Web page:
Jack said nothing. He knew better than to probe further, for she would simply tell him—with a chuckle—to mind his business. He had rescued her from her folly. She was too sensible to repeat it.

Hetty glanced down at her assailant. ‘I hope you broke his jaw,’ she said, with venom, letting Jack take her elbow and usher her out of the lane. ‘Where you been these last months?’ She narrowed her eyes assessingly, now that his face was no longer in shadow. ‘You look different. Still a handsome devil, but different. Older.’ She dropped him a curtsy. She had never done that before.

‘Dare I hope that you think I look wiser, too, Hetty?’

‘What, you? The maddest gambler and scapegrace in London? It’d take more than a couple of years in your dish to change your wild ways.’ She let her gaze soften. ‘Want to come back for a nightcap?’ Her voice had sunk to a seductive murmur.

He shook his head. ‘Prior engagement, I fear.’

‘Another night then?’ Hetty smiled her most inviting smile.

Jack realised he should have expected this. He had always tipped well. All the muslin company knew that.

He hesitated, unwilling to give her a straight answer. There were some things—private, deeply-cherished things—that a man did not share. ‘My evenings are …er… devoted to other pursuits, these days. Will you get home safe? I’m afraid I am not free to escort you.’

Hetty grinned. ‘Lord love yer, I’m a working girl. Don’t you worry none about me. I’ll hurry. And I promise I’ll keep away from the shadows.’

Relieved, Jack put his hands on her shoulders and kissed her lightly on the cheek. Then, remembering his duty, he bowed to her once more and turned away, strolling lazily across the square to resume his vigil. He had long ago concluded that a spy’s lot consisted of long periods of boredom, punctuated by rare bursts of frenzied action. He found himself grinning into the challenging gloom. He had probably had his full quota of excitement for tonight.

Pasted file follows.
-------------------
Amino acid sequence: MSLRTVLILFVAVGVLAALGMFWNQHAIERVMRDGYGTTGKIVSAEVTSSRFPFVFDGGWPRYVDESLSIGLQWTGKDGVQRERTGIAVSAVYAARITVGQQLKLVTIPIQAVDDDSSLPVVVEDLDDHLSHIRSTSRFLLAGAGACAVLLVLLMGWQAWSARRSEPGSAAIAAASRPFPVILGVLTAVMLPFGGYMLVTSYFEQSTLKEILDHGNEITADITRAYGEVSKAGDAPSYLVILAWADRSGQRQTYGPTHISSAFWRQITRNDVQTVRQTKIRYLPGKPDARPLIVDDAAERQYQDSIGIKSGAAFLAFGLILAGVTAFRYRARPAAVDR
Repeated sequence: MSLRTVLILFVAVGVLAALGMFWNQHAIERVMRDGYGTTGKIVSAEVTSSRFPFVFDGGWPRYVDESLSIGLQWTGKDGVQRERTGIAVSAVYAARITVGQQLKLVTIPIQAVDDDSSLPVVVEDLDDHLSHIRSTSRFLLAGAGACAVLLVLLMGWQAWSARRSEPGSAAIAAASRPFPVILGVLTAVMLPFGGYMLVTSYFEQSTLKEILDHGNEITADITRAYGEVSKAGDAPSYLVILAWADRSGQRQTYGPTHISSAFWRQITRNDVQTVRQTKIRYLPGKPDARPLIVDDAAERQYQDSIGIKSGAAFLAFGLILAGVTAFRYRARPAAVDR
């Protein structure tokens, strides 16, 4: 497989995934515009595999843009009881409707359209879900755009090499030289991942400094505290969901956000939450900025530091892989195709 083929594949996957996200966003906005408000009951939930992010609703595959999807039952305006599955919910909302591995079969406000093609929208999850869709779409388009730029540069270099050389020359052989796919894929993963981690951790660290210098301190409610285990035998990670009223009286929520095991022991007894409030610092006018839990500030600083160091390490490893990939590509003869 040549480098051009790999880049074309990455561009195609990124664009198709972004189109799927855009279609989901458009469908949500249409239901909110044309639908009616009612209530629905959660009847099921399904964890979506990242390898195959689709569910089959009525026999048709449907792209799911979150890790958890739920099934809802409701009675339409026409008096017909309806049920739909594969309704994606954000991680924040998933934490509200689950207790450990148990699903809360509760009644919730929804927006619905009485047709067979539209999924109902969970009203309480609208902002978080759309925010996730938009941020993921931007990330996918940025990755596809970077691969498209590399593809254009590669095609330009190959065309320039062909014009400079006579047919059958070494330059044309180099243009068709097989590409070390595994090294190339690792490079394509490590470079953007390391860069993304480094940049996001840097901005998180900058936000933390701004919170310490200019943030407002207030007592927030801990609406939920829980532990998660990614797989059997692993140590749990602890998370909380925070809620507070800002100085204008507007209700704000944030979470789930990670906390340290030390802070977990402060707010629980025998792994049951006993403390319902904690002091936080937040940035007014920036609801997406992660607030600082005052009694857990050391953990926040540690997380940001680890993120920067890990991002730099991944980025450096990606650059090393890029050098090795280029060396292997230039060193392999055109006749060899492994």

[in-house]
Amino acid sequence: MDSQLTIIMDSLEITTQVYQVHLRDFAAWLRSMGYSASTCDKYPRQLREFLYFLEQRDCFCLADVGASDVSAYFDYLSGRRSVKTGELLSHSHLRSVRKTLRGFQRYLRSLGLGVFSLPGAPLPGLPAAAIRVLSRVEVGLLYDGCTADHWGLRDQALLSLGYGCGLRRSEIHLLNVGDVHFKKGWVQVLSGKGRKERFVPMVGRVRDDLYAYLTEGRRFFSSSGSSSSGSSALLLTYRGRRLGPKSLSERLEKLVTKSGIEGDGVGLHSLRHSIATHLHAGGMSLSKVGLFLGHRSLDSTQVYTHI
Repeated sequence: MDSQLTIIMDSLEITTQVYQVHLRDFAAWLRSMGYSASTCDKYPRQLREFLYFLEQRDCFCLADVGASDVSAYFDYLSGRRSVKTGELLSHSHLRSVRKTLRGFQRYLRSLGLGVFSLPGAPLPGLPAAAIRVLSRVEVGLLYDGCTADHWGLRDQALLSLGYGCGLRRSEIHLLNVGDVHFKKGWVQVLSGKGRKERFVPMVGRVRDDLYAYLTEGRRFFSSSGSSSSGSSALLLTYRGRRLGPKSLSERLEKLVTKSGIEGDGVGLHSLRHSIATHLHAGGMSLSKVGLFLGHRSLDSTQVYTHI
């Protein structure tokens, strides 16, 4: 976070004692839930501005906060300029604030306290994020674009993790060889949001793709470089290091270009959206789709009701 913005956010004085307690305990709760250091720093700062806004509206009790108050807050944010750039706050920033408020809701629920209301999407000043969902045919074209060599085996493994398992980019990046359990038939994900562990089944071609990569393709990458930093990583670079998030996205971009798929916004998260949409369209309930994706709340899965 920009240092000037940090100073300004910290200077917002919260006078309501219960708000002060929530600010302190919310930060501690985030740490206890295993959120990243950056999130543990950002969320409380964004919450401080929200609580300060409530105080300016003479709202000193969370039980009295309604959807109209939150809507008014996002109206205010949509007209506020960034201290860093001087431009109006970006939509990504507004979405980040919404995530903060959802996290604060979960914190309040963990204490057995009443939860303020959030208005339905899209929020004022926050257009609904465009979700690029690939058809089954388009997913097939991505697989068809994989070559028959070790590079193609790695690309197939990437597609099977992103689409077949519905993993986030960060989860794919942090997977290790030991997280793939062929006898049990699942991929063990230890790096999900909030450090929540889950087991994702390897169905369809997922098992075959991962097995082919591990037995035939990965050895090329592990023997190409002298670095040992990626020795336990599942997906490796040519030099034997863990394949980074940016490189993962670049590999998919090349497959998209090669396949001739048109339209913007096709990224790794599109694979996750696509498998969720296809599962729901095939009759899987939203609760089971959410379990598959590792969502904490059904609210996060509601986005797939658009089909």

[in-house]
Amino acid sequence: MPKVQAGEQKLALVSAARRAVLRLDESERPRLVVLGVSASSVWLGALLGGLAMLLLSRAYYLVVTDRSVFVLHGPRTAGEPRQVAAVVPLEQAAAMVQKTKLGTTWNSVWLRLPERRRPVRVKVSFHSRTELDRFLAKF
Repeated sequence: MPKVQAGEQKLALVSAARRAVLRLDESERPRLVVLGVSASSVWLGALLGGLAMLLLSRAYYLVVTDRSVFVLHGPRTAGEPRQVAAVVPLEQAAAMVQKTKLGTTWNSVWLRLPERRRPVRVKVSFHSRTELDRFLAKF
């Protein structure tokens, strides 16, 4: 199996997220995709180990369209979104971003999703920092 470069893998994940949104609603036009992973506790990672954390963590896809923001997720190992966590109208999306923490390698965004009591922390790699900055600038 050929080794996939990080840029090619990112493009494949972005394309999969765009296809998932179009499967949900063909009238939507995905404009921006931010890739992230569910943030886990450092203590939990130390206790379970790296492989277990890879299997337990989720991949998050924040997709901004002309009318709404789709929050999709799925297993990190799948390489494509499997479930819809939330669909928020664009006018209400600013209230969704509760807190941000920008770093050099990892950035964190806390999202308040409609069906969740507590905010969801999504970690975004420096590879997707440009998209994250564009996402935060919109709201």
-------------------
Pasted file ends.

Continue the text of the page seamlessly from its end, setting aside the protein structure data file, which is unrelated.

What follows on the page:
Hetty stared after his retreating back. Not the same man at all, she decided. No longer a playboy. And no longer a boy, either. Some woman—some very lucky woman—had caught Lord Jack Aikenhead and shown him the value of life and love, values that only a grown man could appreciate. Who was she? And how on earth had she worked such a miracle?

Hetty shook her head. Chances were that she would never know.

But if you would like to learn about the woman who tamed London’s most outrageous playboy, you can read their adventures in His Forbidden Liaison.



kate tremayne said...

What a tease you are Joanna. You got me reeled in and totally hooked before I knew what was happening. I loved this taster so much I immediately have to know more. His Forbidden Liaison is now top of my book to buy next list.

Anonymous said...

Thanks, Kate. I'm glad the teaser worked on you. Frankly, it would have worked better on eHarlequin if more people had found it. But that's water under the bridge now.

I hope you enjoy Jack. He's the first playboy hero I've done for a while. In His Forbidden Liaison, the poor boy has to grow up. And quick.

Elizabeth Hawksley said...

I loved this, Joanna. It's very atmospheric - the lurking shadows, the flickering light from the flambeaux, etc. I was yanked into the story at once.

I've just got to read His Forbidden Liaison! I want to know more!

Louise Allen said...

Lovely - I just wish I'd read it before the books - for anyone who hasn't, rush out and get them :-)

Jane Holland said...

Hi Joanna. Love your books, as I've told you before.

What a great blog title though. "Can short be satisfying?"

I saw it and thought 'What the ... @*%$?' and just had to click.

Yes, the e-harl site can be a riot of different links and confusing signposts at times. I often get lost there myself.


Anonymous said...

So glad I managed to catch your interest, ladies. Thank you. Yes, I was trying to create atmosphere, as well as character. As I said in the blog, I have trouble writing short, so I had to work really hard on this piece to create the "feel" without overrunning the prescribed wordcount.

As to the title, Jane... Well, I'm afraid I do like to tease and this particular title was irresistible! When a good idea pops into my head, I've learn to grab it with both hands and nail it to the floor before it gets away.